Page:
Wild Winds, Rough Going, No Blarney: Ireland's Connemara

Behind the Back of Beyond: Getting Down to Earth ont he Magical Edge of Eire

   

On the Connemara calendar, rain is never far away, but during July and August the sun shines often and long, setting after 9 p.m. The catch: While generally warmer, summer months boast a temperature range (45 degrees to 75 degrees) nearly as wide as the rest of the year. In any season, pack waterproof outerwear, fleece, and spare boots. And before you leave, visit your library to copy local tide tables from MacMillan Nautical Almanac 1999. You'll need them, trust me.
Getting There:
During summer, round-trip flights to Shannon International on Aer Lingus (800-223-6537) cost $748 from New York and just $698 from Los Angeles, if you fly between August 15 and 30. Rates drop by nearly 50 percent come November. You can book Avis rentals through Aer Lingus; a midsize car runs $280 per week.

Lodging:
In Clifden, base yourself at the new Dun Ri Guesthouse (doubles, $35; 011-353-95-2162, dunri@anu.ie), a comfortable, centrally located spot that serves up vast breakfasts. The best place to indulge your country-squire fantasies is the Killary Lodge (doubles, $78¡$100; 011-353-95-42276), a restored nineteenth-century fishing retreat on the wooded shores of Killary Harbor, 20 miles north.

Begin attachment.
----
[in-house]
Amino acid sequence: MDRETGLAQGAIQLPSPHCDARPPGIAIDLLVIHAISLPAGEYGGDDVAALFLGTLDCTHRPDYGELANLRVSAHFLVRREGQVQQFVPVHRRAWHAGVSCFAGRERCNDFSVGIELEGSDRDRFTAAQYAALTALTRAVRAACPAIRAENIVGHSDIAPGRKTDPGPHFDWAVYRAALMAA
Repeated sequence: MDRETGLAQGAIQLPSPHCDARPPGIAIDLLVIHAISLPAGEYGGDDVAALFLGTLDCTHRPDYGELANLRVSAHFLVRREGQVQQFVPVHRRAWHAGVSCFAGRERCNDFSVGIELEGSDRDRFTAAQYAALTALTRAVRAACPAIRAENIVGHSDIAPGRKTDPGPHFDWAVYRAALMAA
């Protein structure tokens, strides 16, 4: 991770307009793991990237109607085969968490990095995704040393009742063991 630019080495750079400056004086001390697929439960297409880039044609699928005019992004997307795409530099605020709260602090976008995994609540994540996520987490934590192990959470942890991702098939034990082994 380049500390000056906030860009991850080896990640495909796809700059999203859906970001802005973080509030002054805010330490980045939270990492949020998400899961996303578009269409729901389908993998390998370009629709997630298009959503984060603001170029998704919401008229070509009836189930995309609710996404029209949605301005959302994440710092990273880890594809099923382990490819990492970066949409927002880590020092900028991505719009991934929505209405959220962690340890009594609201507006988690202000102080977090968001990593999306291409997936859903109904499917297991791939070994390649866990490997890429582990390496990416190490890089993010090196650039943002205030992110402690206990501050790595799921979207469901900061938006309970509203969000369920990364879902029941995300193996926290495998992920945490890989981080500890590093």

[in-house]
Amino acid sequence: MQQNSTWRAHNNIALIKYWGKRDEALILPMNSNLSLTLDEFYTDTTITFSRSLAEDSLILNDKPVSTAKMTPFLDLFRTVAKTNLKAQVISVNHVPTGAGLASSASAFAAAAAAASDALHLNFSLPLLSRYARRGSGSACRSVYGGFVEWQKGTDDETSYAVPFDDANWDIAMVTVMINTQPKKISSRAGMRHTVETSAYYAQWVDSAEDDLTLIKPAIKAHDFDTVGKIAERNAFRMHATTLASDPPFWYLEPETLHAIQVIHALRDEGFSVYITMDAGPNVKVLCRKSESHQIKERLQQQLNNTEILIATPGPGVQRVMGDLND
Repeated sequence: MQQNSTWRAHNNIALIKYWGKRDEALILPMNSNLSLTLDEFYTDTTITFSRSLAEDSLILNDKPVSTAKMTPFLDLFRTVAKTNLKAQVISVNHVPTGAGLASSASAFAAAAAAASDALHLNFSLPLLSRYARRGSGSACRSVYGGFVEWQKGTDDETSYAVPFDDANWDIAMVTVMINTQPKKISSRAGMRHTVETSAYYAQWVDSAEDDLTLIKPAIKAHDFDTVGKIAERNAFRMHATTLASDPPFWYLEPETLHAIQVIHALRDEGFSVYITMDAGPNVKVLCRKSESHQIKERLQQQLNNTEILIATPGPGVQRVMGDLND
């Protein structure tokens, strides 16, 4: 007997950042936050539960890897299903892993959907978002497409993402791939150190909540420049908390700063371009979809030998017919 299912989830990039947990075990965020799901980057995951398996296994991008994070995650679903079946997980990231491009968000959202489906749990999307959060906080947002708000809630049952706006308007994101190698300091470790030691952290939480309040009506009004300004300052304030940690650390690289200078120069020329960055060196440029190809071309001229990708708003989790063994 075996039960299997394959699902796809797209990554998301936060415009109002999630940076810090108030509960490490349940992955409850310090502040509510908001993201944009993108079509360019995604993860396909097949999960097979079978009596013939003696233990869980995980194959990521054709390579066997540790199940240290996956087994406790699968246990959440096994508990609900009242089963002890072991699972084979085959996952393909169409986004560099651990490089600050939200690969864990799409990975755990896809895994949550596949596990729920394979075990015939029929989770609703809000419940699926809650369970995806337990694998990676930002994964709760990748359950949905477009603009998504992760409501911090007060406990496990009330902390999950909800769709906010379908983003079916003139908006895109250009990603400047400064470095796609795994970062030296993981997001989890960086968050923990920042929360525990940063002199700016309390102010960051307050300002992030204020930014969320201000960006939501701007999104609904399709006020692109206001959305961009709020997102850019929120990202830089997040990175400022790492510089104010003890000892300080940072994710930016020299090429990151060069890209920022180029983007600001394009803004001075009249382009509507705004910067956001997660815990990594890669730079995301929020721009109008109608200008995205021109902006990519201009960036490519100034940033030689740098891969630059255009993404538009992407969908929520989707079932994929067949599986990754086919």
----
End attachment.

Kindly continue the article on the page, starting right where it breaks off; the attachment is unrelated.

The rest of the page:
Outfitters:
For a trek that will exercise your imagination as much as your quads, contact archaeologist Michael Gibbons, at Walking Ireland (011-353-95-21379; walkwest@indigo.ie; office shown at left). Inside his compound near Clifden, you can buy maps and books, eat, and even bunk (doubles, $28). In Renvyle, Little Killary Adventure Centre (011-353-95-43411) rents mountain bikes ($8 per day) and offers daylong activities ranging from canoeing to orienteering. Affiliated Killary Tours (011-353-95-42276) will arrange longer trips, whether cycling, hiking, sea-kayaking, horseback riding, or diving; eight-day itineraries start at $655. Stanley's on Market Street sells freshwater fishing licenses ($7 per day) and indispensable hand-knit wool socks ($17).
Readings:
Local son Joss Lynam provides essential information about 18 Connemara treks—from where to park to where to catch the best views—in The Mountains of Connemara: A Hill-Walker's Guide (Folding Landscapes, $4). Cartography buffs will also want to invest $20 in Connemara Map and Gazetteer, Tim Robinson's superbly rendered topographical portrait (Folding Landscapes). For a quick but thorough education on Back of Beyond culture, try Hidden Connemara (Connemara West, $7), a compilation of writings on regional archaeology, history, and folklore, edited by Erin Gibbons.

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